Somatosensory and auditory cortices: cortical thickness, geodesic distance and hierarchical level for a single macaque and human. Left column: folding-corrected cortical thickness (mm) with greyscale lines of iso-geodesic distance (mm) from the primary sensory cortex (S1 or A1). Middle column: continuous measure of geodesic distance from S1/A1. Right column: structural hierarchical level of somatosensory and auditory regions based on axonal tracer studies and cytoarchitecture in the macaque (Felleman and Van Essen, 1991; Barbas, 1986). Matching hierarchies and cortical parcellations were not available for humans. Correlations between cortical thickness, geodesic distance and hierarchical level are highly significant. Data overlaid on inflated left hemispheres, lateral views. Rostral (R), caudal (C).
© Copyright Policy - CC BY
Related In: Results  -  Collection

License
Show All Figures
getmorefigures.php?uid=PMC4401442&req=5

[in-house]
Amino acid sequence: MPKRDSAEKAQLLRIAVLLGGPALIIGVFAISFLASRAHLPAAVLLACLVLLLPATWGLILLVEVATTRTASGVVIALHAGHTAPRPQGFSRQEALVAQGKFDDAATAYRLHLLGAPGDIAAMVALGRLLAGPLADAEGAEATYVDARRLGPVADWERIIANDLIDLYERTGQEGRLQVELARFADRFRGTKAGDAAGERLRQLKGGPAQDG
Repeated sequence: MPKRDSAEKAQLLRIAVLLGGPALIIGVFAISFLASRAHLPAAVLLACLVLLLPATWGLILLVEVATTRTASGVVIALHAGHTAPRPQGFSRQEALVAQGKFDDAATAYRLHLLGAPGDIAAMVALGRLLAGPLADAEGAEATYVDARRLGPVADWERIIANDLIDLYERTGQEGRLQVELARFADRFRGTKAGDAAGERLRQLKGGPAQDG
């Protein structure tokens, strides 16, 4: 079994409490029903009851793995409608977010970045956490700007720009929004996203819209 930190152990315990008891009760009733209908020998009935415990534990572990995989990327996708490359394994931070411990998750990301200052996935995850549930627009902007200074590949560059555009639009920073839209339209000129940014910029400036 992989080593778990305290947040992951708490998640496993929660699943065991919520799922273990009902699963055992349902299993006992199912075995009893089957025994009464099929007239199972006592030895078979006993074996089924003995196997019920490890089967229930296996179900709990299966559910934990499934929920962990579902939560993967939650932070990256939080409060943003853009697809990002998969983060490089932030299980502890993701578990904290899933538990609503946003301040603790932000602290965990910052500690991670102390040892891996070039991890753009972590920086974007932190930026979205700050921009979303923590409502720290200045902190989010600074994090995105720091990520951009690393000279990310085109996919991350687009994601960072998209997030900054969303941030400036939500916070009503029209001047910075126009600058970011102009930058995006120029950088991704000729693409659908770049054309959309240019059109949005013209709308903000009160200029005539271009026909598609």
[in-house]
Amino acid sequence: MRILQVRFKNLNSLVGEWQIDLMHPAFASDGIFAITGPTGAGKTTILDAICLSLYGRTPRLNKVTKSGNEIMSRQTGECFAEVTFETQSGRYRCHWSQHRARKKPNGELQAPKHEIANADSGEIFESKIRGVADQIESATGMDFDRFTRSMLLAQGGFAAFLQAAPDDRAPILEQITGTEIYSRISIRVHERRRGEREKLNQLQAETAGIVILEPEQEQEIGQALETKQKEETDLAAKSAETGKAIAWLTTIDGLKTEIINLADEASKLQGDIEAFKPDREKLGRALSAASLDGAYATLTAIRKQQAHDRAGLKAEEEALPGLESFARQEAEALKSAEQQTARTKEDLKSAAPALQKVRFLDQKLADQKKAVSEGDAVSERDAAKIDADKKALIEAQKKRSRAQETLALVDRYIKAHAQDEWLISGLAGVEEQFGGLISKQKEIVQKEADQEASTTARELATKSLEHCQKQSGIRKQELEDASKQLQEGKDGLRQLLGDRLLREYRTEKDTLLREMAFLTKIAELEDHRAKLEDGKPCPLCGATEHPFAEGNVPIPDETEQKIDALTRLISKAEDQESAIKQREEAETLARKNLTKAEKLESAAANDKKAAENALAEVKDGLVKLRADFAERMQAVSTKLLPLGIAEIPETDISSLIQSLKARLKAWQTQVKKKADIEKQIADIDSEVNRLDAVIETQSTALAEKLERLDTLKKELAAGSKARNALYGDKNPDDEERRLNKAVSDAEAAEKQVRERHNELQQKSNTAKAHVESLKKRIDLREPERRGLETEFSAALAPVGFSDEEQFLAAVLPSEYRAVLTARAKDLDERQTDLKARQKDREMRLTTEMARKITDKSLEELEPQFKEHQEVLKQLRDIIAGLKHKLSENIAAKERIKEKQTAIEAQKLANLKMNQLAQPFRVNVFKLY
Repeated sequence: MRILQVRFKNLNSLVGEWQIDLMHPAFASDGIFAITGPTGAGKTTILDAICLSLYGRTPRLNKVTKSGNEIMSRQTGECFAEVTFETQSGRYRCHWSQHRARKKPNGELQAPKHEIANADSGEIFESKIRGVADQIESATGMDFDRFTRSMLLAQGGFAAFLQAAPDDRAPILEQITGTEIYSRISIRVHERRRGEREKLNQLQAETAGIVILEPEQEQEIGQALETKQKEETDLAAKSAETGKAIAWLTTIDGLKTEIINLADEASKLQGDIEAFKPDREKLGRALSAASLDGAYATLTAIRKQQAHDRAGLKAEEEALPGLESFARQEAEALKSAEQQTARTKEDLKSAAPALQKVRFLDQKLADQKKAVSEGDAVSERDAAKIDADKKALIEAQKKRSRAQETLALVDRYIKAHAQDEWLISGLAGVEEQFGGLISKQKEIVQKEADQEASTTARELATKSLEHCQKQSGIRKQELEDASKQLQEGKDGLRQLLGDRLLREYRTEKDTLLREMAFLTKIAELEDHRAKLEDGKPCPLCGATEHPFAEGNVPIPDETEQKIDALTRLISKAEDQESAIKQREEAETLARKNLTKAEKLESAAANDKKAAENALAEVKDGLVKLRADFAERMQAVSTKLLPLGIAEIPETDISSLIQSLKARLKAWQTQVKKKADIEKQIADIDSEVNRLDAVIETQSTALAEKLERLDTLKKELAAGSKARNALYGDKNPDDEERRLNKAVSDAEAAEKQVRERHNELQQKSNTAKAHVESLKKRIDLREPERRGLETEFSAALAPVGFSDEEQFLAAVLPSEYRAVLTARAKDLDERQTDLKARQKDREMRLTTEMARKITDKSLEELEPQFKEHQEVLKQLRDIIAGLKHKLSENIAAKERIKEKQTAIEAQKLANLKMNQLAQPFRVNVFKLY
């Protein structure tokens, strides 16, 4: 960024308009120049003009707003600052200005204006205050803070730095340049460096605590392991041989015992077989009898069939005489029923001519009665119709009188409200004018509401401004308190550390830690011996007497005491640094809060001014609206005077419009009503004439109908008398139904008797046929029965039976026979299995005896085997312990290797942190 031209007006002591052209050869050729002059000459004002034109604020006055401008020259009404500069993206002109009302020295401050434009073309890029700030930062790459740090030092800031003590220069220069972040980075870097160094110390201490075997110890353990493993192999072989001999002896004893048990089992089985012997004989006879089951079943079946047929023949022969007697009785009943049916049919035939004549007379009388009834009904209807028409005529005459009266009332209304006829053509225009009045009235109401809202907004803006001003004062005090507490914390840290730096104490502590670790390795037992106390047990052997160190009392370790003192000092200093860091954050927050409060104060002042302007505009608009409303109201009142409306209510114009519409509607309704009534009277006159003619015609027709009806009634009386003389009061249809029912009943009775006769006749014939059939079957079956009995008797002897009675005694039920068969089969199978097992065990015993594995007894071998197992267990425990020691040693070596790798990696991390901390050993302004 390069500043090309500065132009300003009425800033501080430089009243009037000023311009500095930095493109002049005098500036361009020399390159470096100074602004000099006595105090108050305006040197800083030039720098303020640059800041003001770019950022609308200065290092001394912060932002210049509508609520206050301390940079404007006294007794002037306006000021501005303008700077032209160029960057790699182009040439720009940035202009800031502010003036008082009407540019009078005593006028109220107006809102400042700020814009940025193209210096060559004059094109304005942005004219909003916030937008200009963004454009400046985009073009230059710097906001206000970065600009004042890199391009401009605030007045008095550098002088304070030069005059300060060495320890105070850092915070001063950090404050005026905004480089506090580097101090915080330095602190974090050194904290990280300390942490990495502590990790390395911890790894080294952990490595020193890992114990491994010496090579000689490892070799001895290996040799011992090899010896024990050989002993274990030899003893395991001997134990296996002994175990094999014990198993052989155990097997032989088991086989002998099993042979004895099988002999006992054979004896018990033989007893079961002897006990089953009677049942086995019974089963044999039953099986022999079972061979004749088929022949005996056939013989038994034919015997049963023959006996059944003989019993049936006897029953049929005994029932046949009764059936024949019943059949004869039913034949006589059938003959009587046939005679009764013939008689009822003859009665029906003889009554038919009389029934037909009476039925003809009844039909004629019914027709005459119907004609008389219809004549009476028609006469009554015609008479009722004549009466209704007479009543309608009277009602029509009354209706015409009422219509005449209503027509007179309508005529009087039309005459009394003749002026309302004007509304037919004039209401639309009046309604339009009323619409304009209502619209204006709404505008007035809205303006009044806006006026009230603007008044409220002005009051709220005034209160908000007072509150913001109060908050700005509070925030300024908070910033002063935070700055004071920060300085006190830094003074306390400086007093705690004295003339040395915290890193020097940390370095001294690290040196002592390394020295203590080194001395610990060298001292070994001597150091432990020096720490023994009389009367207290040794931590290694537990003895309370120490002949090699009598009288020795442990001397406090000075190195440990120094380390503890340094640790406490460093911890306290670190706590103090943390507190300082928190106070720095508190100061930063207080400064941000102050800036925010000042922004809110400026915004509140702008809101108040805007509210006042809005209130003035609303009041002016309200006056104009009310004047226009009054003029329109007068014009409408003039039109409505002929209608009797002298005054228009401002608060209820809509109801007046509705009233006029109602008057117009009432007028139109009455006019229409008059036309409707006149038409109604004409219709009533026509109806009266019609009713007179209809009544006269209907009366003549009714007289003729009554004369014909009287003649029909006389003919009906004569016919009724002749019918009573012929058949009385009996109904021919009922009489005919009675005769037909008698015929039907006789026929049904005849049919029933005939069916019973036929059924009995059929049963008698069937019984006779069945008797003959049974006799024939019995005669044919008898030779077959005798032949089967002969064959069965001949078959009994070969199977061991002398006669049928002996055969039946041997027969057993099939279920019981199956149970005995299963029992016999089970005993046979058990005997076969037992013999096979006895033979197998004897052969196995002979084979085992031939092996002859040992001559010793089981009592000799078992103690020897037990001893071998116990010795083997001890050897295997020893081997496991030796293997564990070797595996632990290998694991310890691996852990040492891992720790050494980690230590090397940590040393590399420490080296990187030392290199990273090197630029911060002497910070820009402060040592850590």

f0050: Somatosensory and auditory cortices: cortical thickness, geodesic distance and hierarchical level for a single macaque and human. Left column: folding-corrected cortical thickness (mm) with greyscale lines of iso-geodesic distance (mm) from the primary sensory cortex (S1 or A1). Middle column: continuous measure of geodesic distance from S1/A1. Right column: structural hierarchical level of somatosensory and auditory regions based on axonal tracer studies and cytoarchitecture in the macaque (Felleman and Van Essen, 1991; Barbas, 1986). Matching hierarchies and cortical parcellations were not available for humans. Correlations between cortical thickness, geodesic distance and hierarchical level are highly significant. Data overlaid on inflated left hemispheres, lateral views. Rostral (R), caudal (C).